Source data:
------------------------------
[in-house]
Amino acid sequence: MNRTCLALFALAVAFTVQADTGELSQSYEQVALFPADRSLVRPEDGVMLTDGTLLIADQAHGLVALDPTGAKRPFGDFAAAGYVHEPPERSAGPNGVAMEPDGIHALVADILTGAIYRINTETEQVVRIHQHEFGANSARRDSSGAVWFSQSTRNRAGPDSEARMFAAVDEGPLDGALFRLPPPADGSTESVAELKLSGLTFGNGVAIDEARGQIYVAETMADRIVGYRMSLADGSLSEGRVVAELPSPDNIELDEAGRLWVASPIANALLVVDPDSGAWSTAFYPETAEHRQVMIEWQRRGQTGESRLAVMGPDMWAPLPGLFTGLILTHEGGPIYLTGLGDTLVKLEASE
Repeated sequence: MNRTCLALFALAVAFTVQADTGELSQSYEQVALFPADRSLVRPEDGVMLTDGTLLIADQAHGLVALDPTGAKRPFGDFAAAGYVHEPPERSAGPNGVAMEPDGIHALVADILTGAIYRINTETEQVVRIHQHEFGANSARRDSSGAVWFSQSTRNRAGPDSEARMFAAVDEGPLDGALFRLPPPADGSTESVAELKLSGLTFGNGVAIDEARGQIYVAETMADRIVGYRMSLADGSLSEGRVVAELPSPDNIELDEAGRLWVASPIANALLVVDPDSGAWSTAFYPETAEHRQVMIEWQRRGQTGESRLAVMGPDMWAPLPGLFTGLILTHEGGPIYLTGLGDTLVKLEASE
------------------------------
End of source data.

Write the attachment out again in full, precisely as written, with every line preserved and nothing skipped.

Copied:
[in-house]
Amino acid sequence: MNRTCLALFALAVAFTVQADTGELSQSYEQVALFPADRSLVRPEDGVMLTDGTLLIADQAHGLVALDPTGAKRPFGDFAAAGYVHEPPERSAGPNGVAMEPDGIHALVADILTGAIYRINTETEQVVRIHQHEFGANSARRDSSGAVWFSQSTRNRAGPDSEARMFAAVDEGPLDGALFRLPPPADGSTESVAELKLSGLTFGNGVAIDEARGQIYVAETMADRIVGYRMSLADGSLSEGRVVAELPSPDNIELDEAGRLWVASPIANALLVVDPDSGAWSTAFYPETAEHRQVMIEWQRRGQTGESRLAVMGPDMWAPLPGLFTGLILTHEGGPIYLTGLGDTLVKLEASE
Repeated sequence: MNRTCLALFALAVAFTVQADTGELSQSYEQVALFPADRSLVRPEDGVMLTDGTLLIADQAHGLVALDPTGAKRPFGDFAAAGYVHEPPERSAGPNGVAMEPDGIHALVADILTGAIYRINTETEQVVRIHQHEFGANSARRDSSGAVWFSQSTRNRAGPDSEARMFAAVDEGPLDGALFRLPPPADGSTESVAELKLSGLTFGNGVAIDEARGQIYVAETMADRIVGYRMSLADGSLSEGRVVAELPSPDNIELDEAGRLWVASPIANALLVVDPDSGAWSTAFYPETAEHRQVMIEWQRRGQTGESRLAVMGPDMWAPLPGLFTGLILTHEGGPIYLTGLGDTLVKLEASE